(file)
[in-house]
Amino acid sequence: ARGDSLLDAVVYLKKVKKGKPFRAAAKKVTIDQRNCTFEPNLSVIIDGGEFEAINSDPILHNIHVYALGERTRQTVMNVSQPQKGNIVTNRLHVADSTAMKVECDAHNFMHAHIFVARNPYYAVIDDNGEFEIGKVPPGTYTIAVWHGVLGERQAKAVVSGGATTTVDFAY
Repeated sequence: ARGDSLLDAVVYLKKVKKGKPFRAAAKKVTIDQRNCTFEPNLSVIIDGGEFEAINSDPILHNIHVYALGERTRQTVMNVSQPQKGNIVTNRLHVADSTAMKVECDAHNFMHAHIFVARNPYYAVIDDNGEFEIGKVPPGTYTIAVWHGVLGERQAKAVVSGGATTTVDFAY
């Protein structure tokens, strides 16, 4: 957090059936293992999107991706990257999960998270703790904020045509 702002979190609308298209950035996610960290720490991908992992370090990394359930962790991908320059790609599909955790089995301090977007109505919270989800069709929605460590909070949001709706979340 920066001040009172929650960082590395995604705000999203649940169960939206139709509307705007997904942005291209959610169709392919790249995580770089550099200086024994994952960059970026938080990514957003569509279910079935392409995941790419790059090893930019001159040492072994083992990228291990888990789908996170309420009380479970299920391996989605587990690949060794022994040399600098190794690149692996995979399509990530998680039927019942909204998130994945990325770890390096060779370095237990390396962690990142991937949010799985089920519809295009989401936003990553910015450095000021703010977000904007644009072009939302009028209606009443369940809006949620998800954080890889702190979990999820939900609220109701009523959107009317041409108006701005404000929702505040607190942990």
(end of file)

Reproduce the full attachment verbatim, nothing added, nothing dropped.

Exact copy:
[in-house]
Amino acid sequence: ARGDSLLDAVVYLKKVKKGKPFRAAAKKVTIDQRNCTFEPNLSVIIDGGEFEAINSDPILHNIHVYALGERTRQTVMNVSQPQKGNIVTNRLHVADSTAMKVECDAHNFMHAHIFVARNPYYAVIDDNGEFEIGKVPPGTYTIAVWHGVLGERQAKAVVSGGATTTVDFAY
Repeated sequence: ARGDSLLDAVVYLKKVKKGKPFRAAAKKVTIDQRNCTFEPNLSVIIDGGEFEAINSDPILHNIHVYALGERTRQTVMNVSQPQKGNIVTNRLHVADSTAMKVECDAHNFMHAHIFVARNPYYAVIDDNGEFEIGKVPPGTYTIAVWHGVLGERQAKAVVSGGATTTVDFAY
């Protein structure tokens, strides 16, 4: 957090059936293992999107991706990257999960998270703790904020045509 702002979190609308298209950035996610960290720490991908992992370090990394359930962790991908320059790609599909955790089995301090977007109505919270989800069709929605460590909070949001709706979340 920066001040009172929650960082590395995604705000999203649940169960939206139709509307705007997904942005291209959610169709392919790249995580770089550099200086024994994952960059970026938080990514957003569509279910079935392409995941790419790059090893930019001159040492072994083992990228291990888990789908996170309420009380479970299920391996989605587990690949060794022994040399600098190794690149692996995979399509990530998680039927019942909204998130994945990325770890390096060779370095237990390396962690990142991937949010799985089920519809295009989401936003990553910015450095000021703010977000904007644009072009939302009028209606009443369940809006949620998800954080890889702190979990999820939900609220109701009523959107009317041409108006701005404000929702505040607190942990």